A pin 1 mark that is not obscured by the package – this can be done in silkscreen. It’s amazing how many pin one marks vanish once the package is down…
DOs and DON’Ts and things that are OK
Resist defined pads are OK
Don’t put vias in BGA pads – unless they are microvias. The solder ball will wick down the hole by capillary action and you WILL get an open. These are non-repairable and not covered by our warranty.
DO make sure vias on short stubs have a resist barrier between via and BGA pad – or the same thing will happen.
Wetting indicator pads (dog bone or tear-drop shaped) are OK if you want to use them to us – but not so popular now. They were intended to allow an x ray photo to reveal that the ball has wetted the pad by distorting its shape
8. What works best – printed paste or flux only?
Two main methods for fitting BGAs are in use:
Printed Solder Paste
The main method is to print paste to all BGA pads along with all the usual SMT parts, the device is placed onto the paste and reflowed with the rest of the parts.
Having solder paste is said to take up minor co planarity errors if the device or PCB is warped although this sis debatable. This method is fine for machine or vision assisted placing as any smears of the printed solder paste can lead to short circuits just where they are least wanted.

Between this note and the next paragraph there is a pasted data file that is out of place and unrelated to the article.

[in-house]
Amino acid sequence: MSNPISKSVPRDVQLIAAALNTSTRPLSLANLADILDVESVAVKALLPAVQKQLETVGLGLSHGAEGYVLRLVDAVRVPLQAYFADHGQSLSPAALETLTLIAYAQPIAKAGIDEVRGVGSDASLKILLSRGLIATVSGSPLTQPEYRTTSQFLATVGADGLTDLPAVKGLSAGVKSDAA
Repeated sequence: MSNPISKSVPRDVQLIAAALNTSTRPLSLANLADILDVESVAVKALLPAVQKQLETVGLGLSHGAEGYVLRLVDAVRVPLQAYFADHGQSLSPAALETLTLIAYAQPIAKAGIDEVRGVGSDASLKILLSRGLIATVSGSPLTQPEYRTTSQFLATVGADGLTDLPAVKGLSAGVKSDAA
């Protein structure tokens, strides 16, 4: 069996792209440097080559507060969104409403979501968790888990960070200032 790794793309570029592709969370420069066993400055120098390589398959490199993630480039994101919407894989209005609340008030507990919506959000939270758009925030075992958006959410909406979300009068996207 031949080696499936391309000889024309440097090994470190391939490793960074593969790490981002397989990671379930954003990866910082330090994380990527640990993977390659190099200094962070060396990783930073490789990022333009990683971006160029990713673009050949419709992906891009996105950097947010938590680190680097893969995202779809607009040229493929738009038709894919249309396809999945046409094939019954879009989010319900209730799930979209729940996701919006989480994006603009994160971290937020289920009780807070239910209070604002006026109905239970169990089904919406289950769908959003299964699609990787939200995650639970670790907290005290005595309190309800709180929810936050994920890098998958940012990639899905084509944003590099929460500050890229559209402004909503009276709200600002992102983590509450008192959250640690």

The real risk of using printed paste is that if it is too much – or gets smeared – a solder ball can become large enough to touch its neighbour and form a short that is impossible to remove – or see unless it is on the outer edge or you have x ray facilities.
Flux only method.
This is approved by Motorola (the inventor of the package) and is the method usually used if reworking a package onto an otherwise populated board. IF a board is already loaded with parts it is not usually possible to re-paste the BGA pads – although micro stencils are made for this purpose. Instead flux is applied to the pads or the BGA balls themselves and the joint is made during reflow by the solder from the ball flowing onto the pad. Some people think that the lack of solder paste may increase the likelihood of an open is the device or board is warped but in practice we have never had one in over 2000 parts.
A characteristic of this method is that the package will sit a little lower on the PCB, as the solder ball has not been increased in volume by the printed paste.
9. Thoughts on BGA soldering.
After much analysis – I decided that what worried people most about BGAs was not alignment – that turned out to be easier than everyone first thought. No, it was “has the flipping thing soldered?” You can’t have a quick squint under the microscope so how do I really know that the balls right underneath have gone?
So what methods are in use – and why are people uncertain?